I’ve collected most of my thoughts about Syria at LobeLog, so if you’re looking for those please go there. The upshot is that I’m not a fan:
If the strike wasn’t legal, was it at least justifiable? The fact that Russia would have reflexively vetoed any action against Syria regardless of the evidence is certainly frustrating and reflects a fundamental problem with the way the UNSC is designed. In his address, Trump spoke at some length about the need “to establish a strong deterrent against the production, spread, and use of chemical weapons.” But if deterring the use of chemical weapons is an international norm worth upholding, surely so is the principle that one nation, or group of nations, cannot simply bomb another because it feels like the right thing to do. You cannot uphold international law and norms by violating them in other ways.
Neither, for that matter, is Paul Pillar:
The missile strike against Syria in response to an alleged chemical attack has given many people a cathartic moment without having to produce any new and effective ideas about how to deal with the ugly conflict in Syria. For President Trump, it was an opportunity to follow his guiding principle of doing something different from what Barack Obama did. On policy toward Syria, he has struggled to find such opportunities. For many customary critics of Trump, supporting the strike has been an opportunity to look tough on Syria and to avoid looking like reflexive oppositionists. One might add that for Bashar Assad, it has been an opportunity to stand tall and look unperturbed in the face of the most modern weapons that Western powers could throw at him.
The New York Times has a basic, maybe too basic, list of “takeaways” from the operation, while the Washington Post’s Philip Rucker purports to have the “inside story” about the deliberations within the administration over striking Syria. It’s nothing you couldn’t have pieced together on your own: our dim-witted president, howling over James Comey’s book and the Mueller investigation, seized on the Douma incident and pushed hard for a quick and heavy response that some of his advisers, Defense Secretary James Mattis in particular, managed to negotiate down to a fairly limited response. You can even see the places Rucker got spun, like his credulous assertion that “as final options were presented, Trump was concerned about U.S. missiles harming civilians.” Yeah, sure he was.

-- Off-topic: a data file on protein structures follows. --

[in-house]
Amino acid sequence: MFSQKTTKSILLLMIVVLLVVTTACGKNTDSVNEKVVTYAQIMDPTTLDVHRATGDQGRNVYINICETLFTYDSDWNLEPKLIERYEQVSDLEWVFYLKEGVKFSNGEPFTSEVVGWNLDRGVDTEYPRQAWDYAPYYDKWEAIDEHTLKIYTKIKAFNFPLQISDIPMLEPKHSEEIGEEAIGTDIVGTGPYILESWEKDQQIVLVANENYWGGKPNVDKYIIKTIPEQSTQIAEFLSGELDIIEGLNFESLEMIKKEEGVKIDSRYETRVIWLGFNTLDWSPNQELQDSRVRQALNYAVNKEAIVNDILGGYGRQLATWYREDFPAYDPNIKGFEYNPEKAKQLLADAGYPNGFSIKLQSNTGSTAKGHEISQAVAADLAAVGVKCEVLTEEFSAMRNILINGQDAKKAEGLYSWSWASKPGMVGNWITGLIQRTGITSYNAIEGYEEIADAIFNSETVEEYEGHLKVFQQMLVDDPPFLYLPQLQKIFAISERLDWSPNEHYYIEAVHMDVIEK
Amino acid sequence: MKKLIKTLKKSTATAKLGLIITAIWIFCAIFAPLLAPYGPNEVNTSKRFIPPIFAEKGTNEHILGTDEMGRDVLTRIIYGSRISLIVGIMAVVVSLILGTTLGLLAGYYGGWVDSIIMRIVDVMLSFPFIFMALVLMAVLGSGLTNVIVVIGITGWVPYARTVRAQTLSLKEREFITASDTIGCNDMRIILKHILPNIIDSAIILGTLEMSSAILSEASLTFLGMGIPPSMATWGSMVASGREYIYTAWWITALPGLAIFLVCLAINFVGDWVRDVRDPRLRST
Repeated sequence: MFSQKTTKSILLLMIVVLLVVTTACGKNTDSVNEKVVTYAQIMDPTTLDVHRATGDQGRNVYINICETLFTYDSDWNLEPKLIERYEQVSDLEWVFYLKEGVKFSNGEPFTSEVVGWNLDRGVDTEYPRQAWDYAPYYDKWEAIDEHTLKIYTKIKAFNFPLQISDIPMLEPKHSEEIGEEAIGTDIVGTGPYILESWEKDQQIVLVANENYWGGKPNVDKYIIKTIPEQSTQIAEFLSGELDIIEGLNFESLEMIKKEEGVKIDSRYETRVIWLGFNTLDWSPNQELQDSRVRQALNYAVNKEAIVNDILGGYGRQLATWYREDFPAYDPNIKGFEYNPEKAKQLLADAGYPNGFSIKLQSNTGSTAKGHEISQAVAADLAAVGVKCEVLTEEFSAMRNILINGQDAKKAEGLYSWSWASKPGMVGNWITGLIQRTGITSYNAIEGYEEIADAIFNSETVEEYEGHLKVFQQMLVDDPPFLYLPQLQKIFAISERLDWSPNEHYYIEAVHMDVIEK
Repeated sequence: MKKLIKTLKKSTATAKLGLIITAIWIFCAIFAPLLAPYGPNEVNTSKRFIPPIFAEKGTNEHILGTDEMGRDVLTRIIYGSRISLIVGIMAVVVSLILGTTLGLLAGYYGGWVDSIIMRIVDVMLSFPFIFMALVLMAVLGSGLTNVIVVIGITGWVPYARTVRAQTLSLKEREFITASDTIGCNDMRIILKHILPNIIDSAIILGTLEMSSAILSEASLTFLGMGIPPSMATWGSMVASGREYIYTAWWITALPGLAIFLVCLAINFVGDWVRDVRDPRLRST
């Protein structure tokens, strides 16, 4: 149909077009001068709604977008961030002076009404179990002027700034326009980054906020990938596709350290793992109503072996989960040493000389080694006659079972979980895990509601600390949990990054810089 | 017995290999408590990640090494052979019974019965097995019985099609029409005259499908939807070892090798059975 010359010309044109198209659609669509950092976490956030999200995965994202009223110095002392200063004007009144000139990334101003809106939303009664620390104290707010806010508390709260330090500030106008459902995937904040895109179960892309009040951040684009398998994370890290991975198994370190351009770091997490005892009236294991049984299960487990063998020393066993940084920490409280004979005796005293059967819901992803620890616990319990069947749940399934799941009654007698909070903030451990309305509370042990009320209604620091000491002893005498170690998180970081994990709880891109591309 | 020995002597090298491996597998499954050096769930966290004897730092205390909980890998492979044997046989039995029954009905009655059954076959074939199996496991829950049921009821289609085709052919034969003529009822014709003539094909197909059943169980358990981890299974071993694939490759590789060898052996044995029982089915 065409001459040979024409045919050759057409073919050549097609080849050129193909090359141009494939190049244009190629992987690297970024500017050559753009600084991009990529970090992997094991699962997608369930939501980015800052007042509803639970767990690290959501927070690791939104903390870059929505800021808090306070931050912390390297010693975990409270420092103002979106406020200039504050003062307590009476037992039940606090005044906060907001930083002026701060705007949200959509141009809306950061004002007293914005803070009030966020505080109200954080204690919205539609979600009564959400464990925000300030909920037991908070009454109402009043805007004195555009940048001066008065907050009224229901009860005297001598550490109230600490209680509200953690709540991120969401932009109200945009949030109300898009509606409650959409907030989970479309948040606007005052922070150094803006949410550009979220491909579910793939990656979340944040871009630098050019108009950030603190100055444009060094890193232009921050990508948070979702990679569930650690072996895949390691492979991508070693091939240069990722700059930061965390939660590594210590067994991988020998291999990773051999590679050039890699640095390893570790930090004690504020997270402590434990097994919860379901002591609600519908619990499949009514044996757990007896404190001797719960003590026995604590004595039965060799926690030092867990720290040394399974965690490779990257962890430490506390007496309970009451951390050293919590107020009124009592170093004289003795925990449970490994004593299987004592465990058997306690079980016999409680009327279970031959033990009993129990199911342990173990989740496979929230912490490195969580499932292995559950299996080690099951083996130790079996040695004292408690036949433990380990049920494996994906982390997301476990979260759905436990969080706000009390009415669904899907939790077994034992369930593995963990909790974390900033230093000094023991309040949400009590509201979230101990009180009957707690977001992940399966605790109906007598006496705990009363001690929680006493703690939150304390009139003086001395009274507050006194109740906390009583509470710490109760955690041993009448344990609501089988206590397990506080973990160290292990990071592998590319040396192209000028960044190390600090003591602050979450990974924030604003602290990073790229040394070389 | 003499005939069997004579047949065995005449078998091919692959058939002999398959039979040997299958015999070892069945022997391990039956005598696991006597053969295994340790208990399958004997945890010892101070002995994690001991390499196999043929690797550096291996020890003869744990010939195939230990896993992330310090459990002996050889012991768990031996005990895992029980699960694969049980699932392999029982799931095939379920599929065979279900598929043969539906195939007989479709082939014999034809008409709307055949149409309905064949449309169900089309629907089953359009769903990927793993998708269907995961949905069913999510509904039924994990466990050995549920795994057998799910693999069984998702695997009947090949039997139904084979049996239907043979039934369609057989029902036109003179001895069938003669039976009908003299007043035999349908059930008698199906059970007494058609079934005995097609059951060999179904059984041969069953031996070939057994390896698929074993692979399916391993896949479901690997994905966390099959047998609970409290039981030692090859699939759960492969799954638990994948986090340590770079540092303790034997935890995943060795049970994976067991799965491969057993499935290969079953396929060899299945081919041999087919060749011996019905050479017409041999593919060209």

Other details about the strike: the Pentagon says that it hasn’t received any reports of civilian casualties, which is fairly unbelievable but so far I haven’t seen anything from Damascus to contradict it. In “putting the cart before the horse” news, the Organization for the Prohibition of Chemical Weapons began its investigation into the Douma incident on Sunday–they were supposed to start on Saturday but presumably the airstrikes delayed them. And Bashar al-Assad met with a delegation of Russian lawmakers in Damascus on Sunday, where he was reportedly “in a good mood” and was openly disdainful about the strike. I don’t want to tell Assad how to do his business, but if he’d like to avoid another strike he might not want to antagonize Trump so blatantly. On the other hand, maybe he’s learning to appreciate these US strikes, which have mostly left his military untouched while tightening the sometimes fraying bonds between him and his Russian patrons.
As for the other two countries that participated in the operation, France and the United Kingdom, both of their leaders are taking some domestic heat but nothing that should outweigh the benefits of doing Trump a solid by sharing responsibility with him. Trump tends to keep track of those kinds of things–and on that note maybe Emmanuel Macron should stop bragging about how he coaxed Trump into following Macron’s lead. Just saying.